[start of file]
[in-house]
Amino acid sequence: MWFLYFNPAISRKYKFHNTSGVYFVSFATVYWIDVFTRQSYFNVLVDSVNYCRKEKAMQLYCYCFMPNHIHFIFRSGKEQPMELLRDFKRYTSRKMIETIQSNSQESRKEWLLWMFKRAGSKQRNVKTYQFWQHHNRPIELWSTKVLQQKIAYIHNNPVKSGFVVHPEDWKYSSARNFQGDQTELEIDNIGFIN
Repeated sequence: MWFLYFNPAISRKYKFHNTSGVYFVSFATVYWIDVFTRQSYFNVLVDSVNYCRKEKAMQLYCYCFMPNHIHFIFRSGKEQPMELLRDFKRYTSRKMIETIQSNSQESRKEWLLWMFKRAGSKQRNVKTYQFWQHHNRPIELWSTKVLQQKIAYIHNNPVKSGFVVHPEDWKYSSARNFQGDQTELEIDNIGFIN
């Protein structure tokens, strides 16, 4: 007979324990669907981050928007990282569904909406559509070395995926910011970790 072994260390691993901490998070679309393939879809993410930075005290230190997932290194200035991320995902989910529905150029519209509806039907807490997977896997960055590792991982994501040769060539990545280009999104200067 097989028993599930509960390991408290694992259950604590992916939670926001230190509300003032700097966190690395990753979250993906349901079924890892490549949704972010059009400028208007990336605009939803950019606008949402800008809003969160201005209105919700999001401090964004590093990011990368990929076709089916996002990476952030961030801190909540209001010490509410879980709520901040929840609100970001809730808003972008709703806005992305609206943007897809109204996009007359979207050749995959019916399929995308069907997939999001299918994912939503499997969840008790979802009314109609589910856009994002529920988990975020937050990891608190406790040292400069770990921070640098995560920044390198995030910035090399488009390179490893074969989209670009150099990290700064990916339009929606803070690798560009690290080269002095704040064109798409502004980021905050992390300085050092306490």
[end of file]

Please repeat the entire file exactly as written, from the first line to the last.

[in-house]
Amino acid sequence: MWFLYFNPAISRKYKFHNTSGVYFVSFATVYWIDVFTRQSYFNVLVDSVNYCRKEKAMQLYCYCFMPNHIHFIFRSGKEQPMELLRDFKRYTSRKMIETIQSNSQESRKEWLLWMFKRAGSKQRNVKTYQFWQHHNRPIELWSTKVLQQKIAYIHNNPVKSGFVVHPEDWKYSSARNFQGDQTELEIDNIGFIN
Repeated sequence: MWFLYFNPAISRKYKFHNTSGVYFVSFATVYWIDVFTRQSYFNVLVDSVNYCRKEKAMQLYCYCFMPNHIHFIFRSGKEQPMELLRDFKRYTSRKMIETIQSNSQESRKEWLLWMFKRAGSKQRNVKTYQFWQHHNRPIELWSTKVLQQKIAYIHNNPVKSGFVVHPEDWKYSSARNFQGDQTELEIDNIGFIN
């Protein structure tokens, strides 16, 4: 007979324990669907981050928007990282569904909406559509070395995926910011970790 072994260390691993901490998070679309393939879809993410930075005290230190997932290194200035991320995902989910529905150029519209509806039907807490997977896997960055590792991982994501040769060539990545280009999104200067 097989028993599930509960390991408290694992259950604590992916939670926001230190509300003032700097966190690395990753979250993906349901079924890892490549949704972010059009400028208007990336605009939803950019606008949402800008809003969160201005209105919700999001401090964004590093990011990368990929076709089916996002990476952030961030801190909540209001010490509410879980709520901040929840609100970001809730808003972008709703806005992305609206943007897809109204996009007359979207050749995959019916399929995308069907997939999001299918994912939503499997969840008790979802009314109609589910856009994002529920988990975020937050990891608190406790040292400069770990921070640098995560920044390198995030910035090399488009390179490893074969989209670009150099990290700064990916339009929606803070690798560009690290080269002095704040064109798409502004980021905050992390300085050092306490």